10 Creating A New Field Suppose you want to calculate a value in a table based on existing data Need to add a new field Can add a field through the Data Management Tool Can add a new field through the Options menu in the table 10

11 Calculations in a New Field Can do this either through ArcToolbox or the Column Context Menu (right-click on column name) Both present you with a Field Calculator Can also delete the field if you are not happy with it = permanent! 11

12 Editing Data in the Table Enable the Editing Toolbar (View Toolbars Editor) Open the attribute table you want to edit Start Editing – headings of the table will go white Make changes Stop Editing and choose whether you want to save 12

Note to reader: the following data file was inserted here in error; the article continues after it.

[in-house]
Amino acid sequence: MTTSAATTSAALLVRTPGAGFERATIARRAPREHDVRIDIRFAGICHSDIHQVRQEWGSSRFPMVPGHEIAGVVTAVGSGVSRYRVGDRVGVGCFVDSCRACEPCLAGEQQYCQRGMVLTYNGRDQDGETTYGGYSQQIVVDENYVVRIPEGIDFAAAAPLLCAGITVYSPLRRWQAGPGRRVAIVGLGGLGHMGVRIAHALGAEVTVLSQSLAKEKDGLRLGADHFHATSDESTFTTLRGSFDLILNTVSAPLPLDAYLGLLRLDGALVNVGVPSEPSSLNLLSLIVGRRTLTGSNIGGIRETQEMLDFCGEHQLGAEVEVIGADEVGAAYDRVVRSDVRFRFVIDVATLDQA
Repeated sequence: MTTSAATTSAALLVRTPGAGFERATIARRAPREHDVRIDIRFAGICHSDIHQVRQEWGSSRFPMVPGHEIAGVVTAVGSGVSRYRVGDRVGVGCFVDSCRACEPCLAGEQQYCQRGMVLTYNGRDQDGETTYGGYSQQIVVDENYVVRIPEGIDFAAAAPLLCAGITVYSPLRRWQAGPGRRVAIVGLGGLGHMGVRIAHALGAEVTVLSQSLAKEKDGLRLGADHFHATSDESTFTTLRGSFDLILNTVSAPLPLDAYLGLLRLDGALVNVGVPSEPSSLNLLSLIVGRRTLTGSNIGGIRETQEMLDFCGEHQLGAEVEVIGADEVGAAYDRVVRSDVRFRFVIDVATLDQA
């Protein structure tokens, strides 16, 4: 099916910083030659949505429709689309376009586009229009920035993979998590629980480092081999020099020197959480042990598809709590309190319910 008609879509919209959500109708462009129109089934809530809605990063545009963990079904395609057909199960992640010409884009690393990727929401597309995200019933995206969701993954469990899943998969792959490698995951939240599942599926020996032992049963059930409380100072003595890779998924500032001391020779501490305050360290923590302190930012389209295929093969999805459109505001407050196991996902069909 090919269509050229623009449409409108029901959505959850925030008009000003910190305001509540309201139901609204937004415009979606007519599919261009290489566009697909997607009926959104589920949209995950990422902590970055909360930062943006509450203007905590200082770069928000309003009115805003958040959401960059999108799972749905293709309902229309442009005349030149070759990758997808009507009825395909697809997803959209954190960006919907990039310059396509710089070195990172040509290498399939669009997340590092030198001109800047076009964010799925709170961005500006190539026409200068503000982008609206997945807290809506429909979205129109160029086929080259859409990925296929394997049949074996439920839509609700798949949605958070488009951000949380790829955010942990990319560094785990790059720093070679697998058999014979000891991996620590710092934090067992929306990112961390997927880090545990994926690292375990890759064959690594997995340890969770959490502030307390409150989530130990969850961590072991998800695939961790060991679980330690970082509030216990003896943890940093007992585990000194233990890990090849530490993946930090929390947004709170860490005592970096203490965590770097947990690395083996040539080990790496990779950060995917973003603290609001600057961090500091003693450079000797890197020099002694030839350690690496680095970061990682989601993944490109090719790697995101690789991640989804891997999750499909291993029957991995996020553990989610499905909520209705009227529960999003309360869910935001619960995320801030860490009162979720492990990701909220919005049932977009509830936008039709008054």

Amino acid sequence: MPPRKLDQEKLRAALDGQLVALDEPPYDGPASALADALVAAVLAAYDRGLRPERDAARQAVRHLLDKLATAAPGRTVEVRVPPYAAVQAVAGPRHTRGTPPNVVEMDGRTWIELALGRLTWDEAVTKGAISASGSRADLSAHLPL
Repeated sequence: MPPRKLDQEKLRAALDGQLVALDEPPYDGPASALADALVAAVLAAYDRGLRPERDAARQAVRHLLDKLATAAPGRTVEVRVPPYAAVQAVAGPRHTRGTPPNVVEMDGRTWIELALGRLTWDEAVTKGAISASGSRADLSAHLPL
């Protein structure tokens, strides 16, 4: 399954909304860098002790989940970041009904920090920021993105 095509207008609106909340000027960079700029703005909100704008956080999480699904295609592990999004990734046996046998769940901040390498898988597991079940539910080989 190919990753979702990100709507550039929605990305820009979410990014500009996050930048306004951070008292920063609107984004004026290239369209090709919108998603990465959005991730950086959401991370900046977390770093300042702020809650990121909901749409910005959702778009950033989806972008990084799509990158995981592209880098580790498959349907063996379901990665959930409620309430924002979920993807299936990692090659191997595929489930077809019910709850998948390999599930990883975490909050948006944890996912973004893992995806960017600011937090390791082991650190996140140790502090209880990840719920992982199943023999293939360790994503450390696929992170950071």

13 Working with Tables Hands-on Exercise #5 13

14 Basic Statistics on a Field You can generate basic statistics on any field in the table Click on the name and right-click to select Statistics Does NOT work on text fields 14

15 Statistics Summary Can move between fields using the drop down box Will only see fields that are numerical 15

16 Statistics on a Selection 16

17 Summarise by a Field Might want to sum up occurrences of an event in an area Might want to find out the min or max value of an event in an area E.g. summarise the number of pupils by LEA 17

18 Calculations with Tables Hands-on Exercise #6 18

19 Mapping Spatial Data from External Sources Added by user with editing tools (tomorrow) Postcode data convert to Easting, Northing Data from a GPS receiver Depends on the GPS, e.g. the GPS might come with a facility to export a route to a shapefile Excellent source of information: 19